I’m excited to share the latest news! Today we announced our sixth PerlQuest partnership. Our PerlQuest partner is the Multiple Sulfatase Deficiency Action Foundation (MSDAF), a research-focused charity based in Ireland whose mission is to work towards a cure for Multiple Sulfatase Deficiency, or MSD. MSD, an ultra-rare lysosomal disease, first came to our attention four years ago when an email from a MSD parent unexpectedly arrived in my inbox. Here’s how that email from June 2014 set in motion a chain of events culminating in our partnership.
It began with an email
John Ewen contacted me in the summer of 2014 as we were closing our first round of seed funding. John and his wife Kathleen are the parents of the late Barbara Ewen, who was diagnosed with Multiple Sulfatase Deficiency in 1983 and passed away in early 2017. John saw the February 2014 Wall Street Journal (WSJ) piece about the creation of Perlstein Lab PBC, and he wanted to know if we intended to have a program for MSD as part of our initial focus on lysosomal diseases. The next day I emailed Andrea Ballabio, the geneticist who diagnosed Barbara Ewen and one of the world’s leading MSD experts, and asked if anyone had developed a fly model of MSD. When the answer came back no, it was clear we had to pursue a MSD fly model.
Fast forward over a year to the end of 2015. John introduced me to an Irish MSD parent named Alan Finglas, who had just formed the MSDAF charity to raise funds for MSD research. After an initial conversation, in early 2016 I looped in Sean Ekins, who’s been working on a related ultra-rare lysosomal disease called MPS3C (Sanfilippo Type IIIC) with Jonah’s Just Begun, to see if there was a way to collaborate on Multiple Sulfatase Deficiency.
If at first you don’t succeed
By the second half of 2016, we were all hands on deck in our effort to close a validating deal with Novartis. Once the deal was closed in October 2016, we set out to launch our first batch of PerlQuests over the following months. At the 2017 WORLD Symposium in San Diego, I met with Alan, Amber Olsen (another MSD parent advocate working with Alan and John, whose sister organization is United MSD Foundation) and Sean Ekins. After discussing collaboration options, we decided to try an experiment.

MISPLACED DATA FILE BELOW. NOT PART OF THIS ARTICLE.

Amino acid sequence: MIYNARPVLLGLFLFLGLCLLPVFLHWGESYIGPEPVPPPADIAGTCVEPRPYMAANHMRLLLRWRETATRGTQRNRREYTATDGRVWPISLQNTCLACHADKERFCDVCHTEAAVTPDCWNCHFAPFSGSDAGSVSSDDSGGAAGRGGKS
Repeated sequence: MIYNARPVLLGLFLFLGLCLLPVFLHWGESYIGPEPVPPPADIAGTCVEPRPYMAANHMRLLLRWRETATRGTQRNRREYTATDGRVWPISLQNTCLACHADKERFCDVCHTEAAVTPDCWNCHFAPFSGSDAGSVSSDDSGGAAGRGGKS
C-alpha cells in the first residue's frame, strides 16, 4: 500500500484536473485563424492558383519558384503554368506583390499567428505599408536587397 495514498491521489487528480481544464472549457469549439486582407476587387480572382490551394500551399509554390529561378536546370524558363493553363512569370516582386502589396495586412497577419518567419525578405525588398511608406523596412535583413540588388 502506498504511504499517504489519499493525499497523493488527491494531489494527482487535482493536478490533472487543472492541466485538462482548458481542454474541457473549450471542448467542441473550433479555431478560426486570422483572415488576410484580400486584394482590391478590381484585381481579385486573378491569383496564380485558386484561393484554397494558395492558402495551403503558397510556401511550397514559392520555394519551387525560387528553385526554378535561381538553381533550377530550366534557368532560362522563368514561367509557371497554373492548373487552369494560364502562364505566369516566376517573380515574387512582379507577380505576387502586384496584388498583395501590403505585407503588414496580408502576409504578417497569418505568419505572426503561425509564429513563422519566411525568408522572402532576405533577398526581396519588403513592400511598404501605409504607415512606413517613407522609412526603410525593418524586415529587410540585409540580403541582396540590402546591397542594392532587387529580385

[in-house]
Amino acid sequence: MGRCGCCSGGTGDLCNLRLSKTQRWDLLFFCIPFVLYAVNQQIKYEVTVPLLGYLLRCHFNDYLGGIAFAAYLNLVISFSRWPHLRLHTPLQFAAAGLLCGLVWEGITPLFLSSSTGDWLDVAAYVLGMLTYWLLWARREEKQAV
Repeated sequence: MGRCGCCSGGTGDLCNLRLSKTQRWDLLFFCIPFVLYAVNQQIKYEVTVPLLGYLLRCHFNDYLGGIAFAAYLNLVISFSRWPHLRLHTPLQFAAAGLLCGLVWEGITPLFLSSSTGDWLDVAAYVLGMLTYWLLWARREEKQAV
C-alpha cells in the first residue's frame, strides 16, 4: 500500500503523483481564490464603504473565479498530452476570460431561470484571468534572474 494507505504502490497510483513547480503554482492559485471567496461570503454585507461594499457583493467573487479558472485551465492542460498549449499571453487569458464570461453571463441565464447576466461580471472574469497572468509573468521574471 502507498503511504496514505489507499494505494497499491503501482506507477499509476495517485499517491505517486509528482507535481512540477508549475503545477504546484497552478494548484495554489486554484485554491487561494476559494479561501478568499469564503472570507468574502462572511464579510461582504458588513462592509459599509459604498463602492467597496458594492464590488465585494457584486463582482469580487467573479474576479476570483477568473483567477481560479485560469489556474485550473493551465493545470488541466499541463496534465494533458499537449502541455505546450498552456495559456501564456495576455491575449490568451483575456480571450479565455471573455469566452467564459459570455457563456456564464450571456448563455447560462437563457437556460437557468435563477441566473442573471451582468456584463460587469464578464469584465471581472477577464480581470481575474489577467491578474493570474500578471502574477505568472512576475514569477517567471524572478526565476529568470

We applied for a Small Business Innovation Research (SBIR) grant to see if funding could be used to generate and characterize the first MSD fly models, which we argued would be more broadly useful than just for MSD. The reason why it’s called Multiple Sulfatase Deficiency is that the human genome encodes over a dozen sulfatases. SUMF1, the gene whose function is lost in MSD, is a master regulator of the family of sulfatase enzymes. Deficiency of any one of those individual sulfatases causes its own ultra-rare lysosomal disease, e.g., Metachromatic Leukodstrophy (MLD), Hunter Syndrome (MPS II), Sanfilippo A (MPS IIIA), Sanfilippo D (MPS IIID), Morquio A (MPS IVA) , Maroteaux Lamy (MPS VI) and MPS IIIE. So we argued that building a fly model for Multiple Sulfatase Deficiency could be ‘multipurposed’ for a swathe of biologically related disorders.
The first time around in April 2017, we just missed the payline. We resubmitted the application in September 2017, but fell just short yet again. The reviewers were excited about the science but wanted to see preliminary data, i.e., they wanted us to validate a fly model first. That’s when we formally applied to MSDAF for funding.
PerlQuest Stage 1 and beyond
At the 2018 WORLD Symposium this past February, I huddled again with Alan, Amber, Sean and several researchers that Alan and Amber have either reactivated or recruited into the MSD space in record time, to plot next steps. MSDAF would provide the Stage One (seed) funding to enable us to reapply for SBIR funding for Stage 2 later this year with a validated fly model already in hand. We would then perform drug repurposing screens using validated MSD fly models and test hits on patient fibroblasts using enzymatic activity assays and mass spectrometry to measure substrate accumulation. If Stage 2 is successful, we’re certain to have options for funding Stage 3, preclinical development of a lead compound, and beyond.